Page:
In one instance, a group that arrived in December had to remain housebound owing to heavy snowfall. Their immediate reaction was that their movements were being curtailed in Canada, just like in the detention centres. 

The December 2021 group has already found employment as long-haul truck drivers, forklift drivers and warehouse workers, etc., and is now ready to pay their house rent, Challoner says.   

These are people who have been separated from their families for well-nigh a decade and need time to get on their feet, so their families can join them, explains Challoner. The time frame of about a year gives them the opportunity to bring their families into a financially stable environment.

Canada’s Private Refugee Sponsorship Program 

Muslim mother in hijab carrying thermos flask along refugee camp with her daughter running around her playfully. Photo credit: Pressmaster on Freepik

Besides the Government-Assisted Refugee program and the Blended Visa Office-Referred program, Canada allows permanent residents and citizens to sponsor refugees under the Private Sponsorship of Refugees Program.  

As outlined by Immigration Refugees and Citizenship Canada (IRCC), individuals or families recognized as refugees under Canada’s refugee and the humanitarian program could be sponsored privately under three categories. 

  • Groups of Five (G5): Five or more Canadian citizens or permanent residents with the financial and settlement capacity to fulfil sponsorship requirements collectively arrange for sponsoring a refugee living abroad to welcome them into their community. 
  • Community Sponsors: Organizations, associations or corporations located in the community where refugees will be resettled, with the financial and settlement capacity to fulfil sponsorship requirements. 
  • Sponsorship Agreement Holders (SAHs): Incorporated organizations that have signed an agreement with IRCC assume overall responsibility for managing sponsorships. SAHs can also authorize Constituent Groups (CGs) from the community to sponsor refugees under their contract.

Looking to the Future 

As the United Kingdom prepares to transfer refugees turning up at her door to Rwanda, in a scenario similar to Australia, one begins to wonder whether countries that sign the United Nations Conventions on Refugees, do so only to look good in the eyes of the world!  The UK, Australia and Canada are amongst the signatories to the convention.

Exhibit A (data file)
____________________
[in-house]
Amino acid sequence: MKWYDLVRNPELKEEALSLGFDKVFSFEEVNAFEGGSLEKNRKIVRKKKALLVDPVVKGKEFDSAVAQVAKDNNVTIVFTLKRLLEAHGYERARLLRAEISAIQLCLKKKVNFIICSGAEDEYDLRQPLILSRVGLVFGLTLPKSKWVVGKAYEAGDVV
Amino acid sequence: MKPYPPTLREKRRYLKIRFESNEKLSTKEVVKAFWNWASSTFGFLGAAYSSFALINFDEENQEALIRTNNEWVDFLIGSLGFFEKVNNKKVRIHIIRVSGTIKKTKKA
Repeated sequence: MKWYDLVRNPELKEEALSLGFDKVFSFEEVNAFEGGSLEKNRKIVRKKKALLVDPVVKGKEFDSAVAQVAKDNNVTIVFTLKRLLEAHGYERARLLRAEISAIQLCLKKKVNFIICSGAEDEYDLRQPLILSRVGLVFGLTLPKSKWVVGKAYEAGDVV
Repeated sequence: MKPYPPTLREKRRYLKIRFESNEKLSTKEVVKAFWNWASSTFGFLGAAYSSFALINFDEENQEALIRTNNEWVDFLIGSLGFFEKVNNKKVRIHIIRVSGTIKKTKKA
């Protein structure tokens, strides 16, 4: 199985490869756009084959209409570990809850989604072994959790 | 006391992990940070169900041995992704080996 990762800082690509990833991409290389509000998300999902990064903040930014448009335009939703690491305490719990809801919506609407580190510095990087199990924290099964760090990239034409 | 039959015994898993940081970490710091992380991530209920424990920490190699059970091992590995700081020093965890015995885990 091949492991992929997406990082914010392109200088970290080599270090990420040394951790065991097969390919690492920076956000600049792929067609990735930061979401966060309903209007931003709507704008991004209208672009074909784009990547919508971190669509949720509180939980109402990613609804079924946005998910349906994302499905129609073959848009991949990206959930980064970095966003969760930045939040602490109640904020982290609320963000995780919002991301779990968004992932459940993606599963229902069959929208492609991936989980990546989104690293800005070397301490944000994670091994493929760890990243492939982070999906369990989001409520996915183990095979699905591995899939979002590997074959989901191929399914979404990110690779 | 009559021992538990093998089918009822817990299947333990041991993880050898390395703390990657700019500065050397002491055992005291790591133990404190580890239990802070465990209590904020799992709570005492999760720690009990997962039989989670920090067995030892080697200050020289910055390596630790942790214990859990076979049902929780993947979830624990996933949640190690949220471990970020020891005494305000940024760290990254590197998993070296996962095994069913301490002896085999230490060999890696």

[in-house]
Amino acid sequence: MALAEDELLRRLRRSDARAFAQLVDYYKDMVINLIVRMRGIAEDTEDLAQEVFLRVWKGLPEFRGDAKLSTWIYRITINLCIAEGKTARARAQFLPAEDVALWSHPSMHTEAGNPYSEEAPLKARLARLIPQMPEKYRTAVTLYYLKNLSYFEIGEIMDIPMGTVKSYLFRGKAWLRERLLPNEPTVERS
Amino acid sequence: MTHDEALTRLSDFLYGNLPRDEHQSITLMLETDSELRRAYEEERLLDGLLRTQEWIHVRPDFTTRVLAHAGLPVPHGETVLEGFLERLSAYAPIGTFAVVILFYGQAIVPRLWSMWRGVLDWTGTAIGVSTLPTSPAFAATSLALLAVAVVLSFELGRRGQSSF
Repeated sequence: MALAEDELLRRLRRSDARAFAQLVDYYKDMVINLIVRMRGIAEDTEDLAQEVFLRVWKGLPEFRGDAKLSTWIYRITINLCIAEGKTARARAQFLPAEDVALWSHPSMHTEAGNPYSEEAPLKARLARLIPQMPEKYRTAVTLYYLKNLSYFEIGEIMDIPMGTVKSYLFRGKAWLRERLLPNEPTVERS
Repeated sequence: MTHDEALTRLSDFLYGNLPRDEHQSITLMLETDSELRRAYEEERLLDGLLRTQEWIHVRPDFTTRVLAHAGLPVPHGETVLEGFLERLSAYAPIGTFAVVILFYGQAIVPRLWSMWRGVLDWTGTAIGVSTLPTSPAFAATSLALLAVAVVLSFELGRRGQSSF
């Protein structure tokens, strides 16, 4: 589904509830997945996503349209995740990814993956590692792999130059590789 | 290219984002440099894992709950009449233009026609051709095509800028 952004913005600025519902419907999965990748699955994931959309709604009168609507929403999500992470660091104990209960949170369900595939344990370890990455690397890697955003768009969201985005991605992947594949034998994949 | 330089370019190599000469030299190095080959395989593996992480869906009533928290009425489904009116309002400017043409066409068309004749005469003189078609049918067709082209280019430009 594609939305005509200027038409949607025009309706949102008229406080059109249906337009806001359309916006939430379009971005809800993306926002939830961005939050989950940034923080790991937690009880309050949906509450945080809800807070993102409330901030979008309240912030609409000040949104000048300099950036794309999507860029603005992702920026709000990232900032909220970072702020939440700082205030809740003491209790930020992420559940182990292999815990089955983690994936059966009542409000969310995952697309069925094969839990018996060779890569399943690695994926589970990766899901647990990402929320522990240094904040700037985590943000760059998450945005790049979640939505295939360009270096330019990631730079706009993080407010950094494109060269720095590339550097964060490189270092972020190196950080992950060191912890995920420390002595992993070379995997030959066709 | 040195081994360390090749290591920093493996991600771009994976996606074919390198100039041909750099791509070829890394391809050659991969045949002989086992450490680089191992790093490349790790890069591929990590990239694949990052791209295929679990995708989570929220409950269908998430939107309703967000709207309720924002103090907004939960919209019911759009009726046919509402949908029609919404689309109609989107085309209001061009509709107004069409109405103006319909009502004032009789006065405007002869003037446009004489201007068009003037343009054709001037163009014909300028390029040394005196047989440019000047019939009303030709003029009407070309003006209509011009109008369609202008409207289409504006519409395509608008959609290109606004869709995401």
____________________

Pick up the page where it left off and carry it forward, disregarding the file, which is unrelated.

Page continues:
Despite Canada’s welcoming reputation, refugee claimants are detained, sometimes for lengthy periods. In Canada, apart from detention centres run by the Canada Border Services Agency (CBSA), immigration detainees are sent to provincial jails meant for those serving sentences or awaiting criminal court proceedings. 

Migrant rights activists point out that immigration detainees are not criminals and must be treated differently. The Canadian Red Cross explains that “people detained under the Immigration and Refugee Protection Act are not facing criminal charges. They may be refugee claimants, survivors of armed conflict or torture, victims of smuggling and human trafficking, or even children.” 

Amnesty International and Human Rights Watch claim that “Canada has held more than 300 immigration detainees for over a year…since 2016”.   

On a positive note, in July 2022, the British Columbia government announced that it would end its contract with CBSA to hold immigration detainees in provincial jails. Several other provincial governments, including Alberta and Nova Scotia, have since followed the move.  

IRCC states 327,000 refugees have made Canada their home since introducing the Private Sponsorship of Refugees Program in 1979. In the past ten years, more than fifty per cent of the refugees arriving in Canada have come through private sponsorship.  

Wars, ethnic cleansing, regime changes, religious and cultural persecution, and climate change all contribute to population displacement. Even though Canada has a long history of welcoming refugees and migrants, Canada can do better, especially in how immigration detainees are handled. As critics point out, an oversight authority and community-based accommodation rather than incarceration in holding cells would help Canada genuinely live up to her reputation of ‘Welcome to Canada!”

50 %
0 %
0 %
0 %
0 %
50 %

About Post Author

Share your thoughts

This site uses Akismet to reduce spam. Learn how your comment data is processed.